At this stage, it may be helpful to compare structuring your executive compensation plans to building a shed. Above, the different materials that your plan can use have been laid out and the basic purpose has been explained. But before a solid plan (or shed) can be structured, you need to know what tools you are working with and not just the materials you will use.

Two different situations must be treated in this section. The first is when a company is beginning the process of bringing on their first executive and arranging how he or she will be paid. The second deals with revamping or reforming existing executive compensation plans.

Building Your Plan From the Ground Up

Many successful small businesses and startups find themselves faced with the challenge of hiring and paying executive leadership at a time when they may not be ready for it. Some simple guidelines to keep in mind include:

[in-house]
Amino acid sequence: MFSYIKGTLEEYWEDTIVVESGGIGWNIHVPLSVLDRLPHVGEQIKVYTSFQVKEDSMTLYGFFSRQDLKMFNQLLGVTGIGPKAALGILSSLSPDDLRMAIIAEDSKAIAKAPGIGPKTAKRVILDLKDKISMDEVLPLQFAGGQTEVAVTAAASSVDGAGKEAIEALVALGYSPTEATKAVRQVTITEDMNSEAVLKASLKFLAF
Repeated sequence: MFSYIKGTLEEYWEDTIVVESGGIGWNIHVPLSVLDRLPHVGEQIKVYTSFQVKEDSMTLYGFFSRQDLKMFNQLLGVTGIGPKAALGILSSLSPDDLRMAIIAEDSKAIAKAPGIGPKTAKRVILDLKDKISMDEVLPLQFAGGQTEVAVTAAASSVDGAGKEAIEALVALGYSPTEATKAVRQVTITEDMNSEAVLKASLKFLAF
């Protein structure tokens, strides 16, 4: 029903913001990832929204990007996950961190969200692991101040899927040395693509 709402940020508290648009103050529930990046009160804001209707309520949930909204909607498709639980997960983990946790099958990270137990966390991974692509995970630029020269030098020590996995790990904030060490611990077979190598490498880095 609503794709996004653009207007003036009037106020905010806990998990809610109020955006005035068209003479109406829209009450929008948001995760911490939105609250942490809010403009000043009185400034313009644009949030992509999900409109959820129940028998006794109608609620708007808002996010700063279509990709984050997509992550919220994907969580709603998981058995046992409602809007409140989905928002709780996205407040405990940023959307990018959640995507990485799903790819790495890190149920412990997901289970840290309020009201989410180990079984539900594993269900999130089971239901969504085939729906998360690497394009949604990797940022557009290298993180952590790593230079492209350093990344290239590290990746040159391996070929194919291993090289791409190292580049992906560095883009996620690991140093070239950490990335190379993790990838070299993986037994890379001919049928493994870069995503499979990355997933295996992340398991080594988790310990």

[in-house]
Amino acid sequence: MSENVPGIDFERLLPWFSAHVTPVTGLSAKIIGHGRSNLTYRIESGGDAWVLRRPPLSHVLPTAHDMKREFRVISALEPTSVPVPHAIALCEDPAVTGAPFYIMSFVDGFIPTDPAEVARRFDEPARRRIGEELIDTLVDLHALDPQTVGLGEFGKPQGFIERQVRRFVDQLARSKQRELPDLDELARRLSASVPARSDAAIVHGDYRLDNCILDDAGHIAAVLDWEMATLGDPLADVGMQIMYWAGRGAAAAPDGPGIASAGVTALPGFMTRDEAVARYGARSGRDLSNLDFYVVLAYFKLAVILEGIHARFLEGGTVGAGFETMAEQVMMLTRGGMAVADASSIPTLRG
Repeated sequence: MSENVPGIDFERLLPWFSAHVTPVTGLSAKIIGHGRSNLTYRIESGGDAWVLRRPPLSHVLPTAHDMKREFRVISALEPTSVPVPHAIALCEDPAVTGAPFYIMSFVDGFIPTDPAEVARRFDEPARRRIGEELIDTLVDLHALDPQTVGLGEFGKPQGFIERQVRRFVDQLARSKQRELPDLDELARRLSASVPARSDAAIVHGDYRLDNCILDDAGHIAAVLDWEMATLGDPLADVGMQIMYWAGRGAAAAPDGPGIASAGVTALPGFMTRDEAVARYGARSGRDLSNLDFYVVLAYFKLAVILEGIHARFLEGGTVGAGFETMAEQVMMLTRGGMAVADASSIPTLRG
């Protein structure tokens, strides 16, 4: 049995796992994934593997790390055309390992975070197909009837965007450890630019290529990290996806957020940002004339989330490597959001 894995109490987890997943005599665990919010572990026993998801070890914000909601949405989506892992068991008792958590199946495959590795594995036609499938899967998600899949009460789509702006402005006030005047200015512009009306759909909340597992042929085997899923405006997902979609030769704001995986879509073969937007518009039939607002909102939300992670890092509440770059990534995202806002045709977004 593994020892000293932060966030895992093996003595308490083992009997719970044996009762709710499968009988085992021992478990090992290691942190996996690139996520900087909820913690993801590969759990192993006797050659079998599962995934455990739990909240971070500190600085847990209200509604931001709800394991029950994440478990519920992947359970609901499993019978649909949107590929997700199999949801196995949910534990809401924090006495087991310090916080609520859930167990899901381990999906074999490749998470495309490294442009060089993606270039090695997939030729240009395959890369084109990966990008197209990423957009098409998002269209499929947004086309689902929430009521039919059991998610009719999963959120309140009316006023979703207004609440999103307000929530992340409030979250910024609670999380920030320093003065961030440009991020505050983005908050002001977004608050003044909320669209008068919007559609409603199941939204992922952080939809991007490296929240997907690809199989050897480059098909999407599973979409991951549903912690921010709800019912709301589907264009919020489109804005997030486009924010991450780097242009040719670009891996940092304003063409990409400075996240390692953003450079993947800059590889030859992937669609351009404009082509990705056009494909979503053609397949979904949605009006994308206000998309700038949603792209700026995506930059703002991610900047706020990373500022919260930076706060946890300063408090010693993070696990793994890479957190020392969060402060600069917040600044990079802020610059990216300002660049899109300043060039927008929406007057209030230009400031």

• What the company can and can’t afford
  • General expectations from your new employee and from the company
  • How to tie the success of the company to the success of your executive(s)

Simply put, if the money isn’t there at the moment, it’s not there and it can’t be used. The expectations of your new employee should be addressed in order to prevent miscommunication and dissatisfaction. FInally, when the success of the company directly impacts the success of your executive(s), they will be more motivated both for the sake of the company and for the sake of their careers.

Restructuring Existing Plans